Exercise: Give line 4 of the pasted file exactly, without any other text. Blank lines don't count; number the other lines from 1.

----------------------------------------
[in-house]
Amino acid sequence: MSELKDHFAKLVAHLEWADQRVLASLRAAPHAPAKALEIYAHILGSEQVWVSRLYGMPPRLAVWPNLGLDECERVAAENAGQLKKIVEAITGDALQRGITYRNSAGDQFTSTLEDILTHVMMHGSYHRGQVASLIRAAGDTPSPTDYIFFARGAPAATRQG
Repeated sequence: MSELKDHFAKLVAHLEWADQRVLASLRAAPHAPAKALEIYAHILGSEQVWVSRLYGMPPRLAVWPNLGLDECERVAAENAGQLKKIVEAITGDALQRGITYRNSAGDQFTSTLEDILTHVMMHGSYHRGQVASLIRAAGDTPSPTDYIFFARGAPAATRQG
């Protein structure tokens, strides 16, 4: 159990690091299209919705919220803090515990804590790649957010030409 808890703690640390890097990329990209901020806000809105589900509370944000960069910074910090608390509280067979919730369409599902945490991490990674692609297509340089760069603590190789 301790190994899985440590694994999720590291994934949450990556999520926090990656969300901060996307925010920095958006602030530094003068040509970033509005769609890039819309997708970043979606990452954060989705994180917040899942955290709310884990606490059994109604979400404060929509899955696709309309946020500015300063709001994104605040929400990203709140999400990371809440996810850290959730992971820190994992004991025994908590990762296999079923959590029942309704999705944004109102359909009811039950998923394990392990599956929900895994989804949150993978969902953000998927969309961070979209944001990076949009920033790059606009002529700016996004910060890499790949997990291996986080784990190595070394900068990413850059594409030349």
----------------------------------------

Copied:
């Protein structure tokens, strides 16, 4: 159990690091299209919705919220803090515990804590790649957010030409 808890703690640390890097990329990209901020806000809105589900509370944000960069910074910090608390509280067979919730369409599902945490991490990674692609297509340089760069603590190789 301790190994899985440590694994999720590291994934949450990556999520926090990656969300901060996307925010920095958006602030530094003068040509970033509005769609890039819309997708970043979606990452954060989705994180917040899942955290709310884990606490059994109604979400404060929509899955696709309309946020500015300063709001994104605040929400990203709140999400990371809440996810850290959730992971820190994992004991025994908590990762296999079923959590029942309704999705944004109102359909009811039950998923394990392990599956929900895994989804949150993978969902953000998927969309961070979209944001990076949009920033790059606009002529700016996004910060890499790949997990291996986080784990190595070394900068990413850059594409030349």